Yes, You Can Lose Weight Without Exercise—Here Are 16 Simple (and Fast!) Ways to Do It

Exercise; as great as it is for our physical and mental health, some people just don't love it no matter how hard they try. But can you really lose weight without exercise? The answer might surprise you: Yes, you absolutely can.

Exercise is essential for health, but it’s not essential for weight loss,” says Philadelphia-based weight loss specialist Dr. Charlie Seltzer, MD. “If you’re picking one thing to change for weight loss, it should be what you eat.”

Think that's a plot twist? How's this one:

“You can lose weight without hard-core dieting,” says nutritionist Keri Glassman, MS, RD, CDN, the founder and CEO of Nutritious Life. “The key is to look at changes you can make without really trying.”

Experts explained more, including how to lose weight fast without exercise.

Related: If You're Not Losing Weight on Ozempic, Here's What Might Be Going On

What Matters Most For Weight Loss

To lose weight, you need to consume fewer calories than your body burns to fuel basic functions such as breathing and digesting food, Dr. Seltzer explains. While exercise burns calories and can increase muscle mass, which raises your basal metabolic rate (BMR), or calories burned at rest, it takes a lot of time and effort to make a difference.

What’s more, chances are you’ll subconsciously compensate for the extra energy spent by eating more or moving less after your sweat session, Dr. Seltzer says. In other words? If you want to create a calorie deficit, the most efficient approach is to eat fewer calories than your body naturally burns. One way to do so is to estimate how many calories your body uses, then track your calorie intake to make sure you’re consuming less.


(10 × weight in kg) + (6.25 × height in cm) – (5 × age in years) + 5


(10 × weight in kg) + (6.25 × height in cm) – (5 × age in years) – 161

But not everybody can be a mathematician—or wants to be a calorie-counter. The good news? This level of precision isn’t always needed to make a difference on the scale.

Read on for weight-loss tips that require no math, no sports bra, no sneakers and no pricey gym membership, all from experts who’ve devoted their lives to helping people lose weight in the name of health. Here are their most effective tips on how you can lose weight ASAP without working out.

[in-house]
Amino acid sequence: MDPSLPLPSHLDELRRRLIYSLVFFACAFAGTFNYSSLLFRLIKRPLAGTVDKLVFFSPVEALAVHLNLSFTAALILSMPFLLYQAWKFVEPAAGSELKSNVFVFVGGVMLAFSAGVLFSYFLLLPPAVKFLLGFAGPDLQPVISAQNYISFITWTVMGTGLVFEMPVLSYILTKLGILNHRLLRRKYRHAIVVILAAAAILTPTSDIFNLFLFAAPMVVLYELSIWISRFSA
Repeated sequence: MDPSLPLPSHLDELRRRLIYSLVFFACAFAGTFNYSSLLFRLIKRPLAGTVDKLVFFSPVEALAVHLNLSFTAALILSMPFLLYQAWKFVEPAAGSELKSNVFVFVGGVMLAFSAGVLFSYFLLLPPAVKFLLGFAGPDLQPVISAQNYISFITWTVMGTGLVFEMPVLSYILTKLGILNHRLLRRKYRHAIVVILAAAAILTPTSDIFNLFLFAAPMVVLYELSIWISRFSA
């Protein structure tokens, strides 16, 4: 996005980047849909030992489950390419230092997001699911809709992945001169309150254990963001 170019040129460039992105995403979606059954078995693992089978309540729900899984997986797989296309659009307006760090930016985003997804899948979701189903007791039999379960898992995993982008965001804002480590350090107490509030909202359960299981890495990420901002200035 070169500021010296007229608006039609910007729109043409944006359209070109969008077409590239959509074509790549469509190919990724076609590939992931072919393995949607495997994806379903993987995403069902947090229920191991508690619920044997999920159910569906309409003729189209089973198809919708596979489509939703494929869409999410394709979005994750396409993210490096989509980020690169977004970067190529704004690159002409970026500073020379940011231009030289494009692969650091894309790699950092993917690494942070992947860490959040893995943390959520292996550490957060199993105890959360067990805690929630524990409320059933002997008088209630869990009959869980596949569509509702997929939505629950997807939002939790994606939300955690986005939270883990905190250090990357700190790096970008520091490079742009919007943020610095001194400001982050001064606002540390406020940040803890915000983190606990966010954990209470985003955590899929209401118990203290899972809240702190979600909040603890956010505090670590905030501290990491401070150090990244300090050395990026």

Related: 'I'm a Registered Dietitian, and This Is the Most Important Vitamin for Shedding Belly Fat'

Expert-Backed Tips to Lose Weight Fast Without Exercising

1. Eat Veggies at Breakfast

Because fruits and veggies contain more water than other food groups, they have more volume and fewer calories than just about anything else you can eat, says Glassman, who recommends accounting for non-starchy vegetables, in particular, at every meal—even your first one. Add spinach to your morning smoothie, a tomato slice to your avocado toast, or mushrooms to your egg scramble to increase your vegetable intake, no problem.

Related: 10 Green Foods That Help Fight Belly Fat

2. Flip Your Ingredient Ratios

Instead of eating a large serving of pasta with marinara sauce and some broccoli, flip the ratio so you end up with a large serving of broccoli dressed with pasta sauce and sprinkle some pasta on top, Glassman suggests. “It’s not that you can’t have the pasta, it’s just that you’re more likely to overeat it,” she says. “Making veggies the focus of the dish will leave you filling fuller than a main made up of refined carbs.”

This trick works nicely for rice stir-fry recipes—try cauliflower rice and sandwiches, too. (Just opt for an open-faced hero or bagel, then pile it high with veg.)

Psychologically, there’s a perk to filling your meals with low-calorie vegetables, too: It enables you to sit down with a big ol’ plate of food while working toward your weight loss goals, says Dr. Seltzer. Even if you end up eating as many calories as say, a large bag of potato chips, you’ll feel way more full since you’ll have eaten a larger volume of food—and hey, the stomach is only so big.

Related: How Did Kelly Clarkson Lose Weight? Here's Everything You Need to Know About Her Journey

3. Be a Breakfast, Lunch and Dinner person 

While breakfast can be divisive, lunch can be inconvenient and dinner can be exhausting to prep, there’s a reason why Dr. Seltzer recommends three big meals a day if you're trying to lose weight.